Native Tours: The Anthropology of Travel and Tourism

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Press:Waveland Pr Inc Waveland Press (October 22, 1999)
Author Name:Chambers, Erve
Edition:0th Edition


We are all tourists in an increasingly portable world. 
Tourism has the potential to increase our understanding of other cultures and places.
Why then do so many of us try to avoid applying the term "tourist" to our own travels, and why are tourists so often disparaged and resented in the places they visit? For decades tourism has been regarded as a trivial activity, not worthy of serious intellectual interest.
In the meantime, it has become one of the largest industries in the world, transforming the places in which we live major towns and cities or the most remote regions of the globe.
Tourism is also the most intimate of all industries, bringing people of strikingly different backgrounds into close but also almost invariably transient relationships.
Chambers shares many of his own travel experiences and research in this book and invites us to explore the cultural and environmental consequences of our own travels.
He offers detailed case studies of tourism in the American Southwest, the Tyrolean Alps, and the Caribbean nation of Belize.
A unique feature of the book is Chambers' discussion of the development of Japanese tourism, as an antidote to the prevalent notion that modern tourism was solely an invention of the West.

From the Back Cover

"Chambers' book is a major contribution to the modern anthropological study of tourism and the best starting point for anyone interested in the field to learn the key theoretical ideas, contexts, and applied perspectives."  -- Tim Wallace, North Carolina State University

--This text refers to an alternate Paperback edition.


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Comment List (Total:6)

  •     The book was required reading for my class, but it transcends just academic text, as it opened up my eyes to the anthropology of travel and what we consider as traveling
  •     This book gives a good overview of lots of different theories in Anthro and Tourism. She also spatters the book with various examples. However, it is wordy and not an easy read. In general, I would say if you are looking to really study, this is a good book. It is not a leisurely read.
  •     I had to read this for my senior seminar class, and at that point a lot of these were "no brainers" that we had heard a lot about before. Great introduction if you are starting out, or need a reference book, but if you already have your degree it's ok.
  •     As a fellow anthropologist in the field, I know that Erve Chambers has done the anthropology and tourism research and teaching community a great favor by writing this book which summarizes most of the key ideas that have been distilled in the field over the last 30 years. It is well written, easy to read, densely packed with ideas, concepts and examples and is the best book to use in introductory courses in the anthropology of tourism. If you are new to the field and don't want to take a course in it, this book is still the best thing on the market. It is also inexpensive and a great bargain.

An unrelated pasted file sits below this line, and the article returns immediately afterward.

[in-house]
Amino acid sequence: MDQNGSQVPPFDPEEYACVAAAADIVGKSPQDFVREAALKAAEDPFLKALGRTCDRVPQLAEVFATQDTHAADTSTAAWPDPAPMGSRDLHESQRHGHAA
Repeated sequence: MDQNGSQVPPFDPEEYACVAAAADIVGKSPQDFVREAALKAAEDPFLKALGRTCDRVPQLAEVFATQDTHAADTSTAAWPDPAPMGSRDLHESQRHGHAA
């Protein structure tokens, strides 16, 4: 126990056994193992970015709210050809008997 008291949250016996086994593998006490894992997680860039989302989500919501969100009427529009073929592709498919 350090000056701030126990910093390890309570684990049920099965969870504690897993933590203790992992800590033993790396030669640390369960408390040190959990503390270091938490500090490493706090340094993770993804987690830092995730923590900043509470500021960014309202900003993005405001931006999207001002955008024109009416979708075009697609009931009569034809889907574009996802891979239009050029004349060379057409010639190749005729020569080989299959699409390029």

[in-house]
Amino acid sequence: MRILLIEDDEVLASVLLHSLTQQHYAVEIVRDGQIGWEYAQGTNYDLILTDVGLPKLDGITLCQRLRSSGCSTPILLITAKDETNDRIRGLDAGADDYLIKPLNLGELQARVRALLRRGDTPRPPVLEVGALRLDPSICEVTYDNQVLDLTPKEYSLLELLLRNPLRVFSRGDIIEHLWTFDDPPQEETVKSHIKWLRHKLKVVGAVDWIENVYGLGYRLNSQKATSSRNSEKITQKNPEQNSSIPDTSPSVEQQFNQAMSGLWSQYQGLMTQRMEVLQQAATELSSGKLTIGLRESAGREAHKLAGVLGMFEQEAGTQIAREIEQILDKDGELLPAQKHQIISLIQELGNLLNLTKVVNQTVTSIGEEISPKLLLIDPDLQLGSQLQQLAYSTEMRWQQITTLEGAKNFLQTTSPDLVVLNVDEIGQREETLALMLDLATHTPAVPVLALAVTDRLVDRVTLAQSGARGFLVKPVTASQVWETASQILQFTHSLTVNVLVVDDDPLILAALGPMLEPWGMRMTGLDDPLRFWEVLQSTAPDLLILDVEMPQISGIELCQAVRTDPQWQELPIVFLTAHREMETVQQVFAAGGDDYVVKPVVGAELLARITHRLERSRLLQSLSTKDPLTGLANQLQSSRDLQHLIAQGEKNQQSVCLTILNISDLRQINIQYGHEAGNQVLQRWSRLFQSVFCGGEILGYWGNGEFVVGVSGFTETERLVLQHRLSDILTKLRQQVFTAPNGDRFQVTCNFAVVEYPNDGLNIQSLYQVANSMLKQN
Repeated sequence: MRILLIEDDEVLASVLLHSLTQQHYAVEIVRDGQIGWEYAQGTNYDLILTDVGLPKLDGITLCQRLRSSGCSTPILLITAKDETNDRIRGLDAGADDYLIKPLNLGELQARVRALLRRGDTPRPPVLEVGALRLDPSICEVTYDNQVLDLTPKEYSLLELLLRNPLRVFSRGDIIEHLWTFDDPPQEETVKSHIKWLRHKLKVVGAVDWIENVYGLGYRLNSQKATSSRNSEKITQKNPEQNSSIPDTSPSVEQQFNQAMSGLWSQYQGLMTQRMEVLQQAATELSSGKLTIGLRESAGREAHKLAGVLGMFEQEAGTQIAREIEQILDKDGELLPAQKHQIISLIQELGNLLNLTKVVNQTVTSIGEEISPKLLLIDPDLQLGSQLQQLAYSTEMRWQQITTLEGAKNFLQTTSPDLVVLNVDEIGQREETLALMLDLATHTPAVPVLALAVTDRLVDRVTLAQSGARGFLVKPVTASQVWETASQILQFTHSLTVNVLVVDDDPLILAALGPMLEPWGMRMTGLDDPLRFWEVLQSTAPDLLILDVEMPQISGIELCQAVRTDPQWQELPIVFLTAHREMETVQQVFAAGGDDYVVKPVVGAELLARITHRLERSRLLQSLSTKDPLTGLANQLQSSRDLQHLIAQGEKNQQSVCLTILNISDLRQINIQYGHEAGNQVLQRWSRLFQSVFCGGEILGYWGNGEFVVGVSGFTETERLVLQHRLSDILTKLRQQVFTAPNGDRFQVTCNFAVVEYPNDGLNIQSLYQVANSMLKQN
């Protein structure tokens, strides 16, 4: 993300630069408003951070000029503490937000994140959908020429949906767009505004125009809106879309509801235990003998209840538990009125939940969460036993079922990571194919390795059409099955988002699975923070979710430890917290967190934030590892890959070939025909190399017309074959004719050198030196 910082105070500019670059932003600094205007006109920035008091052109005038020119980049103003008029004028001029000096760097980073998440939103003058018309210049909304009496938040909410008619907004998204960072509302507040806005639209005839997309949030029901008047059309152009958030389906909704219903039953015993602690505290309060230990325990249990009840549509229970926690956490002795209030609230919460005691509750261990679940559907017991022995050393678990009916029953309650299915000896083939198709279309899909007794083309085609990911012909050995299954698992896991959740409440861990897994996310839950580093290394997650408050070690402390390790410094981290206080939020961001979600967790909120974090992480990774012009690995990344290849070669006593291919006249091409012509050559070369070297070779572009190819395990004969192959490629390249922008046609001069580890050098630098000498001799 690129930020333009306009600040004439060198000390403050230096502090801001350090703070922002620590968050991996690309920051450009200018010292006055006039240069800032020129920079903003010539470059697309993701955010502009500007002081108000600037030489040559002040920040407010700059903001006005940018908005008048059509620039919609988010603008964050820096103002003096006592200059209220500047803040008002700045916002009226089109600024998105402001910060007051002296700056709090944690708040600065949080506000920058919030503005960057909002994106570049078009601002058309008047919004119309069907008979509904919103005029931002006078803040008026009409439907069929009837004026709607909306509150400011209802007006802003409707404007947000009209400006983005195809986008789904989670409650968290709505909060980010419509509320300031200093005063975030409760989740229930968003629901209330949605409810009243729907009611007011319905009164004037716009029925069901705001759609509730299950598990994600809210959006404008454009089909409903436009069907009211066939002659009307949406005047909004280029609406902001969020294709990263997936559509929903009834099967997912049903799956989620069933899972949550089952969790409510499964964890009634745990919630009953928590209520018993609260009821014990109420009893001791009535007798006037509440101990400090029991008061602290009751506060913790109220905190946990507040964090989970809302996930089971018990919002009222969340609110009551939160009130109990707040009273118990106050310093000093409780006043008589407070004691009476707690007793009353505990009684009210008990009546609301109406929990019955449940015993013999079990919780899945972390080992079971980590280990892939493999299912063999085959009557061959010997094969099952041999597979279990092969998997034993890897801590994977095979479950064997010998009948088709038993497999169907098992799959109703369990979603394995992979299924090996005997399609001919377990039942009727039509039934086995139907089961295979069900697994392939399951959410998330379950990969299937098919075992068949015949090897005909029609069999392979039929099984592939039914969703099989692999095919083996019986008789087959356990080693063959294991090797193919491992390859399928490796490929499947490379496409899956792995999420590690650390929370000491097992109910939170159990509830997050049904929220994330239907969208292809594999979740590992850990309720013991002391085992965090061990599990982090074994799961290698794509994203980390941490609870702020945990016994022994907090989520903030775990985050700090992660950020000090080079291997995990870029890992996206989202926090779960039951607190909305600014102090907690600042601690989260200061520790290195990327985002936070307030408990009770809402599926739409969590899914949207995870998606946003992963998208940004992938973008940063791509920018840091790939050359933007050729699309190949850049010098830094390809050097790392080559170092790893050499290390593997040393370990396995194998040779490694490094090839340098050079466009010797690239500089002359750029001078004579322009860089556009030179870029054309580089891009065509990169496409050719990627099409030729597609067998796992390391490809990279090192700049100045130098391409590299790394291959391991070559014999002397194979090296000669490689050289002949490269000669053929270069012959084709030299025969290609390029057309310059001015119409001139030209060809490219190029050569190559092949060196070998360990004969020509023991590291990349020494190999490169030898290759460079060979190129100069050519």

•     With a consistent and human approach Chambers describes anthropologic elements of tourism, going far beyond the economic relevance of the industry or the mere "satisfaction, reccomendation, revisiting" success factors in the actitivy. The text is profound and invites to reflection, yet is very understandable, opening the door for a greater discussion where tourism may play a significant role in everybody's enrichment and respect, thru authenticity, transformation and sustainability.
  •     This little book is now nine years old, but there is still no better text on the market for a course on the emerging field of the anthropology of tourism. Chambers covers a lot of ground in less than 130 pages, starting with the origins of modern tourism and ending with the issue of authenticity. The main concern is the impact of tourism on cultures, as people from the developed world travel in increasing numbers to the less-developed world. Specifically, what are the social, cultural, economic, political, and environmental costs and benefits of tourism, particularly for small scale societies and ethnic minorities? The focus is on cultural, ethnic, and indigenous tourism and ecotourism. The book is very clearly written and easy to follow, but not exciting to read. You will learn a lot from it, relatively painlessly, but it won't keep you up at night. Chambers covers the topic comprehensively, he has an excellent command of the relevant literature, and he has original ideas to contribute. The book is admirably cheap and it has a tough binding that will hold up well.

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